The House of Affects project is comprised of the construction of an interactive audiovisual environment, and its objective is to use several video projections in a dark room. The concept was developed with a consideration for cinematic narrative space, and so allows the user to navigate a virtual space constructed specifi cally by film, by means of projections. What is under analysis is the traditions of thought, both in terms of space and drama, that might help us to understand better the processes at hand in the conception of spatial narrative and henceforth guide and inspire new forms of moulding game, story and people in space. A proof-of-concept work in progress, the interactive cinematic narrative installation projected inside a responsive architectural space designed with the aid of the computer, House of Affects is a conceptual framework for human-computer interaction on narrative expressive spaces is presented. It offers some grounds for both discussion and practice of cinematic installations in structured exhibition spaces.
The installation is attached to the exhibition environment (host) as an epiphyte,1 and by doing so it correlates to the field of behaviour framing it as a field of performance. Epiphytes adapt their structural organization, and therefore their form, to their hosts. The flows of pedestrian movements on the exhibition floor are interpreted as guiding forces for responsive organization of the spatially correlated narrative experience and as dynamic patterns with performative potential that the structure of the installation seeks to engage with. The hereby proposed structure, which acts as a space delimiter — for the site of installation is meant to be a gallery space, usually characterized by its emptiness — is developed with a consideration to its self-referential narrative content. This is achieved by a design adapted to the performative qualities of the space and its programmatic attributes, by means of the formation of niches to accommodate the interaction between visitor and the narration.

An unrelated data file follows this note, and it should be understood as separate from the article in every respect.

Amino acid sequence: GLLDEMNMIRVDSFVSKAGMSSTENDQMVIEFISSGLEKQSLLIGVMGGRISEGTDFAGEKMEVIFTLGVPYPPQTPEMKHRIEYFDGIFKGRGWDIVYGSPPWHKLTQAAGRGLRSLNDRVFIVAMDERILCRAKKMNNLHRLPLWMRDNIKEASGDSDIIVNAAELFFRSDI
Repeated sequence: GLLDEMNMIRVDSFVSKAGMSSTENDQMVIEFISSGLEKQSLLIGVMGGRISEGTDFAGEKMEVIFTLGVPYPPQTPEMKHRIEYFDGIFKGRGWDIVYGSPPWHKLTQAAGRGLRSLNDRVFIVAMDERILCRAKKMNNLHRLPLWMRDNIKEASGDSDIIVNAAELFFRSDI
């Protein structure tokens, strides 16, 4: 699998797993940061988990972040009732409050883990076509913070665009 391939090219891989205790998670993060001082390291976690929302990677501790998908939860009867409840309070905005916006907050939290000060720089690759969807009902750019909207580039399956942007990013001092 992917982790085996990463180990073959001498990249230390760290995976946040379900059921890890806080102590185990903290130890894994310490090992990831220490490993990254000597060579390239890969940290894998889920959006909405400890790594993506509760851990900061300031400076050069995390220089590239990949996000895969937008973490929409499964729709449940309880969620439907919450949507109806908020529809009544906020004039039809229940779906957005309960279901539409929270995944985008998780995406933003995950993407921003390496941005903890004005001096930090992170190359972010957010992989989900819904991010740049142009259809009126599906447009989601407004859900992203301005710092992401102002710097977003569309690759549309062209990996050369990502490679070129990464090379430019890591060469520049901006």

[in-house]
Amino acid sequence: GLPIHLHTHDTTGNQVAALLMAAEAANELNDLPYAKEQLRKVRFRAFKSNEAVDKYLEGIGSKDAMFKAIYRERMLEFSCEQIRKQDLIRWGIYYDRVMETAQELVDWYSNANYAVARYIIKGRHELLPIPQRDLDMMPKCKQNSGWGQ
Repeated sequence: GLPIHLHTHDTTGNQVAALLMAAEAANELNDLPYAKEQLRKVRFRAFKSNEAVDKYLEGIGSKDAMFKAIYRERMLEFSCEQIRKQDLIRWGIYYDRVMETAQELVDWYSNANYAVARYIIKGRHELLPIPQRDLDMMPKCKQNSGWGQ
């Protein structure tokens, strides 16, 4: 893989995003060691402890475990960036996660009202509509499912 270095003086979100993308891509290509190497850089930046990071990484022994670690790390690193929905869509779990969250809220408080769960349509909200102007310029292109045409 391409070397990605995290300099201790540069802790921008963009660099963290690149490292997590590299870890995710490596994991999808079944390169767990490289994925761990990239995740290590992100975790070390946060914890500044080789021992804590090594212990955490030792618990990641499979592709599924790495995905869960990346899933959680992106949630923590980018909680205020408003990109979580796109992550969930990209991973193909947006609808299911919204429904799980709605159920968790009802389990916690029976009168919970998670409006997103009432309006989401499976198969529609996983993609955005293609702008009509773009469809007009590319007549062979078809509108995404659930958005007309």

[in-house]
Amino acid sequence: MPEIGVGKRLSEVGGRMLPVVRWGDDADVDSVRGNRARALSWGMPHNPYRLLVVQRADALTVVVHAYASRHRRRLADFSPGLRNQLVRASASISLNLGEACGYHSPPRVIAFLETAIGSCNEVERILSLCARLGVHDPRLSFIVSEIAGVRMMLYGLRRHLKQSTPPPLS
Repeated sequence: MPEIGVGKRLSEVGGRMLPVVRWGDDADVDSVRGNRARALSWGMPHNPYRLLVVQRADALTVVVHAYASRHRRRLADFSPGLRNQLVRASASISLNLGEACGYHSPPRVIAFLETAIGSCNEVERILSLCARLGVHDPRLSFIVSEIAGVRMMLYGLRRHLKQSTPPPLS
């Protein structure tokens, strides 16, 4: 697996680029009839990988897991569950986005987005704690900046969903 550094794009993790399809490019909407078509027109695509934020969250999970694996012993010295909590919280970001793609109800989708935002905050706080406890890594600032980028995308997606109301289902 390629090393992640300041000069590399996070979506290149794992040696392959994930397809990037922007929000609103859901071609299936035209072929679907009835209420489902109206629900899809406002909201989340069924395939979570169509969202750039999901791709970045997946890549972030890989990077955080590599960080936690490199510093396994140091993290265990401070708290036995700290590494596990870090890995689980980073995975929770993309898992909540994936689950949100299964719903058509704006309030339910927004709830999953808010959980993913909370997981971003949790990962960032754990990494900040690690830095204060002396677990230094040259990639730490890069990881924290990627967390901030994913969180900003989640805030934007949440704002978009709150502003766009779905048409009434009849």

- Giorgos Artopoulos (Greece/UK) Digital Studio, Department of Architecture; Cambridge University, UK
- Eduardo Condorcet (Portugal) Digital Studio, Cambridge University, UK; Associate Researcher CITAR/EA-UCP, Porto, Portugal
Full text (PDF) p. 37-38